In today’s sales environment, employers prefer business relationships with producers who will be able to lead them through a process of improving their business and guide them towards increased profitability. We’ve discussed how the majority of prospects you meet won’t be following a successful process to buy insurance and manage risk, and we’ve addressed the importance of taking on the role of leader in business relationships with them.

Sales leadership is a skill that few have but that any willing producer can be taught. Leadership is essential to effectively and proficiently guide the prospect through the buying process. According to Tom Searcy, “customers crave tailored insight and a guide who can intelligently direct them to make the most effective decision for their company.”

So, what tools and capabilities should you possess in order to be a successful producer and sales leader?

1) The ability to help prospects self-discover threats and risks which they were previously unaware of—you can do this by asking the right questions.
2) The ability to create relationships and leverage centers of influence to increase business opportunities.
3) The ability to create a plan of action and vision for a future relationship in the sales process.
4) The ability to align agency goals and capabilities with employer goals, needs, and objectives
5) The ability to identify right-fit clients and secure business for yourself and your agency by maintaining an adequate pipeline.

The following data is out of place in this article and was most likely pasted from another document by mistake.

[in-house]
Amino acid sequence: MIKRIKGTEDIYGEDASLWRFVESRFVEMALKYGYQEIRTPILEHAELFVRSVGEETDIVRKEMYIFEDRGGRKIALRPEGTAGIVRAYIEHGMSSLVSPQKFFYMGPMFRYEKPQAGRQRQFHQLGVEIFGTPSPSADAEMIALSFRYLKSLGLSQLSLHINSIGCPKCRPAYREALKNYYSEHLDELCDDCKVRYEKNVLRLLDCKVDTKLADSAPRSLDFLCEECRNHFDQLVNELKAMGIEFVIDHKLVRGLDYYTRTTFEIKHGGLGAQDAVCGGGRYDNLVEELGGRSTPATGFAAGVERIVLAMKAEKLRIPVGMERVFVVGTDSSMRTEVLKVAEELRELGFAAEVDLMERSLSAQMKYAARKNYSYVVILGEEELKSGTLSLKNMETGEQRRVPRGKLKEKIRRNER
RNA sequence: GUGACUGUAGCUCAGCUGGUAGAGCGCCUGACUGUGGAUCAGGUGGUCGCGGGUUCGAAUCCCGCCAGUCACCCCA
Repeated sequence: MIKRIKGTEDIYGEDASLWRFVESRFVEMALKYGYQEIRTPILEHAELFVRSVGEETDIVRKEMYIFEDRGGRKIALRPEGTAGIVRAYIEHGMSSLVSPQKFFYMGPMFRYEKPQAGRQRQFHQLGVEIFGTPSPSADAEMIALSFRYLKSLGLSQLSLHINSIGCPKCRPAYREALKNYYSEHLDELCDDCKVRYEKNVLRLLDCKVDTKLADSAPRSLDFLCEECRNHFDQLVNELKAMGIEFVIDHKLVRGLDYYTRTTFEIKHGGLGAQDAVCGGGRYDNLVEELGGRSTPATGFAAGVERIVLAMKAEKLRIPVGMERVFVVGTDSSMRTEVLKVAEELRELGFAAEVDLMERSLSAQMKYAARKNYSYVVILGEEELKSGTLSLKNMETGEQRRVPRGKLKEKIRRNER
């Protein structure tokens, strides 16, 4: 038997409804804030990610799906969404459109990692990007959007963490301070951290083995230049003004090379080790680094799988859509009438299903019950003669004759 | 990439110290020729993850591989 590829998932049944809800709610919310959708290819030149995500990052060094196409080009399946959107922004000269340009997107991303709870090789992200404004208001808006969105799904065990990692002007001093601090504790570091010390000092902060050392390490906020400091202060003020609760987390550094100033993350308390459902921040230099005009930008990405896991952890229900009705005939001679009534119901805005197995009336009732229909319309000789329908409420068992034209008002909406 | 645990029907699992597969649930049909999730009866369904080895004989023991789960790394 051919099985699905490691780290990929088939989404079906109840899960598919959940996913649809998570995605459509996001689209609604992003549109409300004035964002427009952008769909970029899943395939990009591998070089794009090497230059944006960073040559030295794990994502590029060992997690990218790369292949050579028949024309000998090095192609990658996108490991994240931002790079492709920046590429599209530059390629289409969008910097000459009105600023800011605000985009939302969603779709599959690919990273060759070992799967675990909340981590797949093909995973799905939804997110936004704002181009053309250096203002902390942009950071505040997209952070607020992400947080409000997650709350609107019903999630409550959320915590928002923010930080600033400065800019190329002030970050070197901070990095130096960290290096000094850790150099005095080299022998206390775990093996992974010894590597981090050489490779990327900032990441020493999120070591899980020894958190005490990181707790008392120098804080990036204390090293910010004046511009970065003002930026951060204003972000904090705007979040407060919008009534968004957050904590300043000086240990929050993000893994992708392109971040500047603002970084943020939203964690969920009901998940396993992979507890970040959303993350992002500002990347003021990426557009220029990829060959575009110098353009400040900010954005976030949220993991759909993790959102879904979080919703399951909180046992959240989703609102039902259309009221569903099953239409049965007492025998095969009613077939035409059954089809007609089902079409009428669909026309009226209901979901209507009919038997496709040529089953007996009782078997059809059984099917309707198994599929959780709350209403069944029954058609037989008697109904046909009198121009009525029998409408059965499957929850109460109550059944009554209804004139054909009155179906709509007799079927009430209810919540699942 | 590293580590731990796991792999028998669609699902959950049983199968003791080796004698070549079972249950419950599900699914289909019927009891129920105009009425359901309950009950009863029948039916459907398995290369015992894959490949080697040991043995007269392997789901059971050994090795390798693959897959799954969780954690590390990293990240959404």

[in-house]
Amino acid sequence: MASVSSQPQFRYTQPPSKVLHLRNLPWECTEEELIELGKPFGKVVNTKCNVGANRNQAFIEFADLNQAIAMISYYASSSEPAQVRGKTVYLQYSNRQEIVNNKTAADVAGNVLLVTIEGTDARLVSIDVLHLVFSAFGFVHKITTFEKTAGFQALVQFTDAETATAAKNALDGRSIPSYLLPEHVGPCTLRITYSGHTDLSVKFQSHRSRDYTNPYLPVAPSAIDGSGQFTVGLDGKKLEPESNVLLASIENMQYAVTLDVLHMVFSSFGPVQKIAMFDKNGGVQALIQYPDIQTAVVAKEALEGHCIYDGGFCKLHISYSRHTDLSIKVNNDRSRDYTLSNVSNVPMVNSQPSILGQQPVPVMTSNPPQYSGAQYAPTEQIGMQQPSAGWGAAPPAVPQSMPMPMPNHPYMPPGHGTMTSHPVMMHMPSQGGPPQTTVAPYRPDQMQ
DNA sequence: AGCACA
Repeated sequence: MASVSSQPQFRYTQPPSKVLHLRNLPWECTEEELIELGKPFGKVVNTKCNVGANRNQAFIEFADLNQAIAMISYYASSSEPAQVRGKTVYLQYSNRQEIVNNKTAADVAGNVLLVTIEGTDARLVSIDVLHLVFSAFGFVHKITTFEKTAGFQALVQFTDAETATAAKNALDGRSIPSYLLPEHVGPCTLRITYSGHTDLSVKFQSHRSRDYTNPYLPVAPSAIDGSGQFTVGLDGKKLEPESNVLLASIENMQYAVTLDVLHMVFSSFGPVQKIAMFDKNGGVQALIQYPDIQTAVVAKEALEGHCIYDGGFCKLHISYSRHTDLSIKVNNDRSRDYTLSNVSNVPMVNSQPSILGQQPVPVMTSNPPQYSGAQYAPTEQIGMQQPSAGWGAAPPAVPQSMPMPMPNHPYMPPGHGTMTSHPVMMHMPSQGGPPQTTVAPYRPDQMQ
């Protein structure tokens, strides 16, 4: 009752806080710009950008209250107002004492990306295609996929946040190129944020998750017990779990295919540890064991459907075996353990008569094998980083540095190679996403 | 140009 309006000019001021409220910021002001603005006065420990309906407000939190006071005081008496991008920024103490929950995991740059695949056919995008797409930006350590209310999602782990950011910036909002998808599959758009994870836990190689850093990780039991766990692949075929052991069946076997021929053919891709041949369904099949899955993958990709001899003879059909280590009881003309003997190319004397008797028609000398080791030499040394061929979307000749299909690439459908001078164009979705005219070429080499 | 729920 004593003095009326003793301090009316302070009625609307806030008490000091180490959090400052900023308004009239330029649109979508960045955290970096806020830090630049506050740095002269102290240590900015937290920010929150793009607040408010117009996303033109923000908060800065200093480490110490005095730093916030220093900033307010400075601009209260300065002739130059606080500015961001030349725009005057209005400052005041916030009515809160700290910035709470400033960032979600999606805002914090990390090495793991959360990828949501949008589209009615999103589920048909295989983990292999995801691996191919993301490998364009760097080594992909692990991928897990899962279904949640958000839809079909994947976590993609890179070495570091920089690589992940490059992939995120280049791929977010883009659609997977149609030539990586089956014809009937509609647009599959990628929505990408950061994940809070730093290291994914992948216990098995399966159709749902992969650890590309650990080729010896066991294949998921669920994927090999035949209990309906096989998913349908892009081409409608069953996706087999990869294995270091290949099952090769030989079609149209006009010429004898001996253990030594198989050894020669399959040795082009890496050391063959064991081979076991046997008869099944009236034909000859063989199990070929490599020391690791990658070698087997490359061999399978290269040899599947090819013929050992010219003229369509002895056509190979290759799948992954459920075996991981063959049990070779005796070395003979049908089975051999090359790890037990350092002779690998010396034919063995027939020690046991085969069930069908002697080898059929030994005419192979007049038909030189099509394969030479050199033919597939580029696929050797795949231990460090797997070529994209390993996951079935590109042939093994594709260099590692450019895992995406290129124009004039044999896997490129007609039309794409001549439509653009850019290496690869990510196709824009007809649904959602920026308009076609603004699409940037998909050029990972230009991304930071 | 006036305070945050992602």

Producers who are self-directed leaders, and who are accountable to themselves, their team and their agency will inspire others and amplify their own success.

Be A Specialist

In today’s highly commoditized insurance market, it’s difficult for agencies to be different when buyers are always asking, “can you just give me a quote?” So, how can you remove your agency from this dreaded bid-and-quote process and grow organically based on the value your agency has to offer prospective clients? Become a specialist—implement a consultative sales strategy that emphasizes your specialized technical knowledge and expertise.

 Agencies can choose to develop distinctive capabilities from a wide array of services to assist employers. One example that emotionally engages prospects and gives agencies the chance to deliver measurable outcomes is workers’ compensation insurance. It’s not only employers who see Workers’ Compensation as difficult to understand. Many agencies out there also share the same perspective. That’s why specialized capabilities in Workers Comp and a distinctive process for engagement can give agencies the edge and advantage needed to capture new business.

Worker’s Compensation insurance programs are often filled with overcharges and mistakes, and if agencies know how to step in to find and fix them they will be able to better quantify their value to employers. The important thing is to be better than your competition at something unique and important to the success of your client.

According to John Case, senior writer for Inc magazine, “it’s the age of the specialist- of the company whose value is knowledge.”



As a disclaimer: We (The WorkComp Advisory Group) provide independent insurance agents with the tools, training and consultative leadership they need to lead with Workers’ Compensation and attract new business.